Saint Louis University Hospital's emergency services director, Helen Sandkuhl, has spent the last couple of weeks reviewing emergency plans, checking equipment and preparing a crisis communications center in a hospital conference room.
Visitors are descending on the St. Louis region to view the total solar eclipse on Monday, so Sandkuhl and other emergency room officials expect to be busier than usual.
“We’re preparing, we’ve checked all of our emergency phones in the hospital. We’re doing education for our staff,” Sandkuhl said.
Based on previous, partial eclipses, Sandkuhl estimates that Missouri’s prime viewing spots on Monday could bring in 1 million people to the state. Any time a large group of people gathers, there’s the heightened risk for terrorism. But more likely, the influx of visitors just means more normal emergencies — like heart attacks or car crashes.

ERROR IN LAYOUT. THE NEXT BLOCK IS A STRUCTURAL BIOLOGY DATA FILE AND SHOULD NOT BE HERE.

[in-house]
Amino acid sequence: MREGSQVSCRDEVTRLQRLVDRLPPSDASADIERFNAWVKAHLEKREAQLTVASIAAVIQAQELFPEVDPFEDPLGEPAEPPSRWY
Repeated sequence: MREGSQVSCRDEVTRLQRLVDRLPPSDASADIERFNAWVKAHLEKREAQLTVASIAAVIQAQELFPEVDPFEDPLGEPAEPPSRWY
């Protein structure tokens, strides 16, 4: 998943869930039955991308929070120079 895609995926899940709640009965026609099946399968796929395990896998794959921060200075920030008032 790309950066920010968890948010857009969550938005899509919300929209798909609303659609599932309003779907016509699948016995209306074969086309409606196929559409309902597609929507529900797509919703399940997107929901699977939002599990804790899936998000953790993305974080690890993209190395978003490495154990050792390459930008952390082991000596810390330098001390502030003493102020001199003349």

“There’s a lot of asthma in St. Louis. People that aren’t used to our climate might have respiratory problems," she said. "People who have chronic illnesses might forget their medications."
Sandkuhl doesn’t expect people who look at the eclipse without eye protection to come to the ER for a day or two, because burned corneas can take some time to show up.
Bethany Pope, spokeswoman for Chesterfield-based Mercy, said the hospital system is preparing for traffic similar to a winter ice storm. Mercy officials are placing extra nurses on call in Washington, Missouri.
The city’s largest hospital, Barnes-Jewish Hospital, is not making changes to emergency room staffing for the eclipse, said Dr. Doug Char, an emergency room physician for Washington University in St. Louis.
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